Another thing to say about Mr. Omiyi is that he has been with this company for a very long time. When we wanted to bring the first set of Independent Non-Executive Directors and looking in Nigeria, he was the very first person I approached. Apart from that, when he was in Shell, we know the kind of giant strides he delivered for the Shell companies in Nigeria. So, I think the Shareholders and other Stakeholders will be very happy that we have come to the conclusion that Mr. Omiyi should be our new Chairman.
In Seplat, we are really very strong in processes and procedures and so when it became clear that we were going to deliver on that promise of bringing in an Independent Non-Executive Director, frankly, apart from the fact that we have capable people in-house, we engaged consultants across the world. But, of course, it had to be a Nigerian and I can tell you they looked at more than 300 CVs and at the end of the day, we settled for Mr. Omiyi.
First of all, when we decided that we’re going to have a globally-sound and best-practice company, we had to look for the people I spoke about earlier on and we started with the Board. It was a deliberate attempt to get the best possible candidates to come on. If you look at our inception, apart from Mr. Omiyi who was there from 2014, you must have heard about Mike Alexander and Lord Mark Malloch Brown, both of whom have retired and recently you have Arunma Oteh, some of the best names you can ever find from a very diverse industry. That is what we like to attract. So, we have seen people who are best business leaders and regulators with all of their experiences, politics and community leadership and rulership. So, we have always gone for the best.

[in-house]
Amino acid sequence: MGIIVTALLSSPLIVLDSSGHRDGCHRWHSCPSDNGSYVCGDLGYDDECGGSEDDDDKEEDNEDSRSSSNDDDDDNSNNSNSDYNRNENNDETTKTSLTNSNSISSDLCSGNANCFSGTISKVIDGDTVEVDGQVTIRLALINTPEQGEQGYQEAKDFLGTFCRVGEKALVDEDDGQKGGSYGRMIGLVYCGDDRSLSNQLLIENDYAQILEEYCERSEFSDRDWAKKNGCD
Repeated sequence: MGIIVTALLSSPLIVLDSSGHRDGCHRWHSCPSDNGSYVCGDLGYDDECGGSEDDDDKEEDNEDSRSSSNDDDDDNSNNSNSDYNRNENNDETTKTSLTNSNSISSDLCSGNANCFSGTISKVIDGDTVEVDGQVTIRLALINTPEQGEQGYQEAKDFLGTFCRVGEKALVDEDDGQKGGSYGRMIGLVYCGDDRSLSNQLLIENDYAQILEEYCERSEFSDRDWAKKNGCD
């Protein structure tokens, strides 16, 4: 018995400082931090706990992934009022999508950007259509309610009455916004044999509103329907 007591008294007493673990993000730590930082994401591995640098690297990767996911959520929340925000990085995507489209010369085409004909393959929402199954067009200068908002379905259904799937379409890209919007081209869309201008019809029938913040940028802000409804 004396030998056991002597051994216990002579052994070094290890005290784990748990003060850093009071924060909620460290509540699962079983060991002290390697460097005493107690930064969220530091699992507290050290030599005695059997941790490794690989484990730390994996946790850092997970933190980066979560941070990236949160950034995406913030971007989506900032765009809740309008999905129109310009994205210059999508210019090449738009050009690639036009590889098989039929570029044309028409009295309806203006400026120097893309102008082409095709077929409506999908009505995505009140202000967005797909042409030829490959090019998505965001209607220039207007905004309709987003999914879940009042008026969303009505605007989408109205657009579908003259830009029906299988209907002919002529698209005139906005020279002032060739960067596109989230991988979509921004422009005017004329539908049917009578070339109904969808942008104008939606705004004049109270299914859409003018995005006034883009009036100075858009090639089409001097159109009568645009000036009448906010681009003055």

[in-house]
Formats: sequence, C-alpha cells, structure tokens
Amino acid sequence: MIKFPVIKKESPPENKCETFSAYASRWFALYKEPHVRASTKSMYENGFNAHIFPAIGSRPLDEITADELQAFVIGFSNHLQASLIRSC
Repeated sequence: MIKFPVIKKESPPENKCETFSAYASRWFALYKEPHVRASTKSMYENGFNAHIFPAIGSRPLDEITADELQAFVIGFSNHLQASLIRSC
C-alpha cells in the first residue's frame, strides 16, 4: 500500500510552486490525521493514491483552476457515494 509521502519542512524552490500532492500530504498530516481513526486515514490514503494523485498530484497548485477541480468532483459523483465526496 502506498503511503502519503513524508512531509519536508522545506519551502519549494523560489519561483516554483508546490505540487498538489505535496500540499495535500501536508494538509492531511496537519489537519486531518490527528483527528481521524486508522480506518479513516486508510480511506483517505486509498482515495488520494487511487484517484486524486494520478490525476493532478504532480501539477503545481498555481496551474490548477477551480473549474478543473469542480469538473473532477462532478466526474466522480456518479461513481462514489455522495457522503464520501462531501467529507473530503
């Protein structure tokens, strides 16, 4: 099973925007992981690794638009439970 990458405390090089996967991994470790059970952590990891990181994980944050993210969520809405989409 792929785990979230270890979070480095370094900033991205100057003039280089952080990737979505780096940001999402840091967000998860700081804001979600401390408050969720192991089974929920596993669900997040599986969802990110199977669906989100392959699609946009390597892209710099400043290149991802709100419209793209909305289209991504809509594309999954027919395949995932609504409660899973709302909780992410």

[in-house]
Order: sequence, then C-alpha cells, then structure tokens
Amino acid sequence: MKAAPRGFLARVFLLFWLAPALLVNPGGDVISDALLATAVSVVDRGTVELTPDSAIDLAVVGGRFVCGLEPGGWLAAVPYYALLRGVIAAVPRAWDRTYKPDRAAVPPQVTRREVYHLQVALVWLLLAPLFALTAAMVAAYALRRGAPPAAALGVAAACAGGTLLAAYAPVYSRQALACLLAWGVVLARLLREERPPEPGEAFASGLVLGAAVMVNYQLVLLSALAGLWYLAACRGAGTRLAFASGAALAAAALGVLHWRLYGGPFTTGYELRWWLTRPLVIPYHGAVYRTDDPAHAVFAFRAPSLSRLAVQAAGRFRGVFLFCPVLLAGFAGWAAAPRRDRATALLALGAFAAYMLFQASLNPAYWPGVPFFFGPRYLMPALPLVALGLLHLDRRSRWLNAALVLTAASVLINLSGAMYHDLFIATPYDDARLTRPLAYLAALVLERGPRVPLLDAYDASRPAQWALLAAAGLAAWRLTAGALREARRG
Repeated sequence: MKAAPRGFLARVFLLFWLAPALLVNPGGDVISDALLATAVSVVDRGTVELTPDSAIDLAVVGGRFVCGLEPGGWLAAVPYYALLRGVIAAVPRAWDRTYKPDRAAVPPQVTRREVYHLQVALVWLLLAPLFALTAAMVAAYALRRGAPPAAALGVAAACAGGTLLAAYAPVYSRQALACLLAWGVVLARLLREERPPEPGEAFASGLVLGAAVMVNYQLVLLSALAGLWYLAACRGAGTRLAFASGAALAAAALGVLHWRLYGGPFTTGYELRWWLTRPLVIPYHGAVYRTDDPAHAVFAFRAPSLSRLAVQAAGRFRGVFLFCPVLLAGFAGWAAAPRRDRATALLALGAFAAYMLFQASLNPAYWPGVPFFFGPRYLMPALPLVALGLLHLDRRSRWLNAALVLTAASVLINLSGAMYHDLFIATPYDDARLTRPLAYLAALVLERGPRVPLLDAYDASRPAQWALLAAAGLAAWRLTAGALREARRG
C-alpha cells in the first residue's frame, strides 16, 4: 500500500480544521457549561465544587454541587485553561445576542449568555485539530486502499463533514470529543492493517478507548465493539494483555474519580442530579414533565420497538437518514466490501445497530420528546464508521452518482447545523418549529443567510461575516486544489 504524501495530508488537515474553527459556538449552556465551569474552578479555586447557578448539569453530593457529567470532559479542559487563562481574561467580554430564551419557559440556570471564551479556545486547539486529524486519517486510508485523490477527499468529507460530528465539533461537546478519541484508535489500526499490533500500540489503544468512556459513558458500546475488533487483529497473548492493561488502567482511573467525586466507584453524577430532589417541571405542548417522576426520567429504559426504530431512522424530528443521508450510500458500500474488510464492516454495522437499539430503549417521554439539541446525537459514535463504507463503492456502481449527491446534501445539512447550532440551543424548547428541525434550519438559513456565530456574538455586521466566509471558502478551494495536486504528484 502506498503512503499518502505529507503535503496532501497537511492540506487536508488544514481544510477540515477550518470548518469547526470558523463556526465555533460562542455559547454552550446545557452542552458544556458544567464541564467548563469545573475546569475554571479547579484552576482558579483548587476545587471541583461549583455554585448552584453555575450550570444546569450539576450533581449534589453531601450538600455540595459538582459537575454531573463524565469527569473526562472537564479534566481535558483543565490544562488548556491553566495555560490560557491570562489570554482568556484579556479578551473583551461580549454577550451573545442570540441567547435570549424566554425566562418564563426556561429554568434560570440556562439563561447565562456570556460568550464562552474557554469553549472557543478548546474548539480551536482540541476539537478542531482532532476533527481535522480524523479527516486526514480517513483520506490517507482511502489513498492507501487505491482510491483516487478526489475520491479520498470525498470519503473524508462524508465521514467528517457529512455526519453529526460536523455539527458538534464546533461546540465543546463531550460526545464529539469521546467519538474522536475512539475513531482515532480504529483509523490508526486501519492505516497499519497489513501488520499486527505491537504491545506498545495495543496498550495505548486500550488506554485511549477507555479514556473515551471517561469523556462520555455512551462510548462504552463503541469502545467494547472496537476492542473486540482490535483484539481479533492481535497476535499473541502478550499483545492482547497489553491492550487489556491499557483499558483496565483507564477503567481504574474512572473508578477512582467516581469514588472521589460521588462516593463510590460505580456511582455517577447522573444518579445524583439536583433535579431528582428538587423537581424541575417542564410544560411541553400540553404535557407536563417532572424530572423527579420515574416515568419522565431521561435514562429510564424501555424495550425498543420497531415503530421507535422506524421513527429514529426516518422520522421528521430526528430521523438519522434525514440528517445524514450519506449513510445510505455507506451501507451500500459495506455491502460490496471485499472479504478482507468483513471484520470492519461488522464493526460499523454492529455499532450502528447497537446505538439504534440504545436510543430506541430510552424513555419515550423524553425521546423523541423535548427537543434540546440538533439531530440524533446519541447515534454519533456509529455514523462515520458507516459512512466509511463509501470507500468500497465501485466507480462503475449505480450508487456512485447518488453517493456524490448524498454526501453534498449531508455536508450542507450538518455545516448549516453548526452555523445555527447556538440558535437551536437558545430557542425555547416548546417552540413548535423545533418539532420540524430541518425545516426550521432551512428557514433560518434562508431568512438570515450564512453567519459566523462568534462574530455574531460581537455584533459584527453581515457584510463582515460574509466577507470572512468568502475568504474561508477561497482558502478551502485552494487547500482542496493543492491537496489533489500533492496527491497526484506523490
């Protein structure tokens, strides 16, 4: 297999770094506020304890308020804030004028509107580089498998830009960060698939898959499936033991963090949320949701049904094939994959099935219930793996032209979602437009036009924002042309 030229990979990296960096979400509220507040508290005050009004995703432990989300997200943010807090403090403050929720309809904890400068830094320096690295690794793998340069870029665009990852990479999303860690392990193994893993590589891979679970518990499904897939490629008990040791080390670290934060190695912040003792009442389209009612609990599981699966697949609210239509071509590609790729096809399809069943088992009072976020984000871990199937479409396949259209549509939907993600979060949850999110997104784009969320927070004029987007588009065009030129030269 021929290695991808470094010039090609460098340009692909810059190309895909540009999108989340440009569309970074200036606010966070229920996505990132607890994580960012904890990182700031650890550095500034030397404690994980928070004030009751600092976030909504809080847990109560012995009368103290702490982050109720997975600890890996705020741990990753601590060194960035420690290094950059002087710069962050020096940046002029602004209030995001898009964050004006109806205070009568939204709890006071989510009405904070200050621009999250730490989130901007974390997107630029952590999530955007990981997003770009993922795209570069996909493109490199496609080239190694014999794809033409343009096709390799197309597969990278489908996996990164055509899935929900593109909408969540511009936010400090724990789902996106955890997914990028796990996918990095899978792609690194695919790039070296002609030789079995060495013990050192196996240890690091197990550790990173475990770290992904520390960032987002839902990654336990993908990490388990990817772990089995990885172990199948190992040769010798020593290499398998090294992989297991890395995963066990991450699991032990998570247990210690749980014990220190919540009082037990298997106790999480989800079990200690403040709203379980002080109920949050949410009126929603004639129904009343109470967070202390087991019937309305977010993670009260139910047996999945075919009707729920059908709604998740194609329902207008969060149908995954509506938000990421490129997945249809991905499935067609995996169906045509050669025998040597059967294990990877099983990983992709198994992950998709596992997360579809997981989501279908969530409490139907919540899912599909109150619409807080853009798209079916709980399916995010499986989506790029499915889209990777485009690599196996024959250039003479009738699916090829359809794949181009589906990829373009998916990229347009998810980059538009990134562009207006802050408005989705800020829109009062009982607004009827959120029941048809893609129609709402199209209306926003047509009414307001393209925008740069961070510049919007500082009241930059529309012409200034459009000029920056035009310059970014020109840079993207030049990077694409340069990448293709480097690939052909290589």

Another thing is that if you look critically, you will find that we believe in inclusiveness and diversity. That is why you see that on our Board today, we have five females and it can only grow. So, the composition of, the Board is almost 50-50 between females and males, which is very good. Today the Board has about 30 per cent females and that is really what we mean when we say that this company is properly governed and it is well diversified, inclusive and promotes equality. And going forward, that can only improve. We have already set that standard and can only get better.
As the co-founder and pioneer chairman, is Seplat Energy of today your ideal vision or you see more of its realisation ahead?
If you look around, you will find that Seplat is the largest independent energy company. The easiest way I like to describe our vision is that, it is such a long-distance journey we have embarked on. If you get to that destination, it means you didn’t dream big enough. But what you have seen in every milestone is like a signpost, showing that our trajectory of travel is in the right direction.